It was a while ago cartoon network to seek to further extend its audience through a partnership with NASCAR. It was 1996 and the newborn thematic station - the first to offer content dedicated to children and teenagers full time - created by Turner Broadcasting decided to link its name to a team from the series on the basis of a multi-year agreement. Cars with cartoon-themed livery have been a constant for several seasons, brought to races by different teams but always with a clearly recognizable image. Cartoons that children in the United States and beyond were used to seeing on TV and which they now recognized in the races followed perhaps by their parents or older siblings. The challenge was to break the mold and gain awareness by introducing children and families to sport. In 2004 the channel chose to change its strategy by sponsoring some races during which it would also guarantee a more massive presence of branded cars. Specifically, NASCAR and Cartoon Network have teamed up to develop the NASCARtoon Racing brand, a campaign sponsored by Kellogg's and designed to engage young fans in the excitement of NASCAR racing through the familiarity of their favorite Cartoon Network characters. The program featured an on-air and online ad presence with a national contest as well as the NASCARtoon Racing Garage game, where kids could design their own Cartoon Network race car using familiar elements from Scooby-Doo, Dexter's Laboratory, The Powerpuff Girls and many others.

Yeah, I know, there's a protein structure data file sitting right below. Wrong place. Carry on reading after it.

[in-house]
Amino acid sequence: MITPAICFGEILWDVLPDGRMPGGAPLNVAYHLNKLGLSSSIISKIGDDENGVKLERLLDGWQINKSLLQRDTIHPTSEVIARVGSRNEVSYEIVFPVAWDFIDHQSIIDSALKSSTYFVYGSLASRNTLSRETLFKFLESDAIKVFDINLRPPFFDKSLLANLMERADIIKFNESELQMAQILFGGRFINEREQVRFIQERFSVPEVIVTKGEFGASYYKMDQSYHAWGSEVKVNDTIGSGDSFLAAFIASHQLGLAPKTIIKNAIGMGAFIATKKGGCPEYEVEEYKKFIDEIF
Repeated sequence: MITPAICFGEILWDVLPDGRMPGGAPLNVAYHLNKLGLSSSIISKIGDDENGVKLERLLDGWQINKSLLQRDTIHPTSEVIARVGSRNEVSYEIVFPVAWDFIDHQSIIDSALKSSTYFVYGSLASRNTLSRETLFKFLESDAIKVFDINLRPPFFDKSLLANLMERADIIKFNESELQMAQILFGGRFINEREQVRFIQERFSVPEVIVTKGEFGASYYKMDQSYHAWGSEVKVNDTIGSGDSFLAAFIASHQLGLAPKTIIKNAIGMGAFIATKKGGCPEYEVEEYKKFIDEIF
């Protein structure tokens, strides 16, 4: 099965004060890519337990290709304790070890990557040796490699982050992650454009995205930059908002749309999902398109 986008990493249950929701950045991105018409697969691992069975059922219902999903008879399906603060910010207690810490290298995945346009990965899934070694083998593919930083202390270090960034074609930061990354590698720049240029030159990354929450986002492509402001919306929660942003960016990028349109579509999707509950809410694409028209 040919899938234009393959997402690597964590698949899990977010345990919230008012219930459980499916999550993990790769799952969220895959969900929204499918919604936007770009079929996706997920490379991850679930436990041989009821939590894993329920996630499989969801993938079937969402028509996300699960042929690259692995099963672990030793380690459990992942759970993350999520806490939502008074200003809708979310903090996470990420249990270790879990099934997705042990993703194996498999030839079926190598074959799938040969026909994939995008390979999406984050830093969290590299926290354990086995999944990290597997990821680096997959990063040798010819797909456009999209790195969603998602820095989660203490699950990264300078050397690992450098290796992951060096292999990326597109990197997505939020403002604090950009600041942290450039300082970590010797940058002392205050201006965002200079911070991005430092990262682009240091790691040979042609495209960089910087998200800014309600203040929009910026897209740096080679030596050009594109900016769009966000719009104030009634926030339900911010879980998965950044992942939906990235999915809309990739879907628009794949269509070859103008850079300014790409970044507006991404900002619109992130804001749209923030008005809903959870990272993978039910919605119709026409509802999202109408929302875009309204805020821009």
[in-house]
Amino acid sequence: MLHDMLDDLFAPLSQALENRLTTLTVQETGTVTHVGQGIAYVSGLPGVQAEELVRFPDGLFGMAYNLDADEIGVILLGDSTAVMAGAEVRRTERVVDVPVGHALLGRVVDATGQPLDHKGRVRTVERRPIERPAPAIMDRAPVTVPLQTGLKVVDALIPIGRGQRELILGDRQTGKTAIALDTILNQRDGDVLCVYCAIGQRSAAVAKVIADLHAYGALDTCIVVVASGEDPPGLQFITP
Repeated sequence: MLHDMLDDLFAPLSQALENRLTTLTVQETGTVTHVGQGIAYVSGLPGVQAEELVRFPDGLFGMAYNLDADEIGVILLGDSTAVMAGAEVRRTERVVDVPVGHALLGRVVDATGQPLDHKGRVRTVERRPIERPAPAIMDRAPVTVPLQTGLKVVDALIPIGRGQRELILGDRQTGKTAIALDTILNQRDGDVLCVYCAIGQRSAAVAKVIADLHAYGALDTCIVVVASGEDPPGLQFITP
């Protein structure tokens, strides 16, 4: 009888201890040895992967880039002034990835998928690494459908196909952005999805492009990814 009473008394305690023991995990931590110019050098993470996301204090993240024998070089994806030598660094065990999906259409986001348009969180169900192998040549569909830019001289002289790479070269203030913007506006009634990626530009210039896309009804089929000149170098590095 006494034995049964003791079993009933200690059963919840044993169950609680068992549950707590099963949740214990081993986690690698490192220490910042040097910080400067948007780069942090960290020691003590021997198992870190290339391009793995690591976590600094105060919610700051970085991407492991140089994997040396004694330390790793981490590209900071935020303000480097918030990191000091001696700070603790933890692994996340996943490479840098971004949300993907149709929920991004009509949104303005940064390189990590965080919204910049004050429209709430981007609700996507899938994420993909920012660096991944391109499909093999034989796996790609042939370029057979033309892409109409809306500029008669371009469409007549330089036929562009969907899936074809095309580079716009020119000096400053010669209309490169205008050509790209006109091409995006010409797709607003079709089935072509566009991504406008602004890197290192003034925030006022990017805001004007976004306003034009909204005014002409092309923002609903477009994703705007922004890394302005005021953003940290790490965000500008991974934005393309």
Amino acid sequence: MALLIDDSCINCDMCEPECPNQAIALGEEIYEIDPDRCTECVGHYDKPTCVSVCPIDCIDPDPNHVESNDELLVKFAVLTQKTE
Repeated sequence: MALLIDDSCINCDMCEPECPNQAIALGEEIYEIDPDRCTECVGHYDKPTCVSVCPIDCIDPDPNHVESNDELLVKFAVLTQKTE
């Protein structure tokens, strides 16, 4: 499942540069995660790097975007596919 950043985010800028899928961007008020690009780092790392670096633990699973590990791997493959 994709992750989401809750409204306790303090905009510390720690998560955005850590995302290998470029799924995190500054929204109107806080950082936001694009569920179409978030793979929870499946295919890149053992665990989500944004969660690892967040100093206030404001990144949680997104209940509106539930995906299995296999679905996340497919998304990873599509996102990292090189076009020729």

A few years later it was Nickelodeon to link to the series to promote their contents. The channel owned by Paramount sponsored some races of the season - for example the SpongeBob SquarePants 400 held at the Kansas Speedway on May 9, 2018. For the occasion, 6 cars on the grid wore liveries dedicated to the main characters of the cartoon.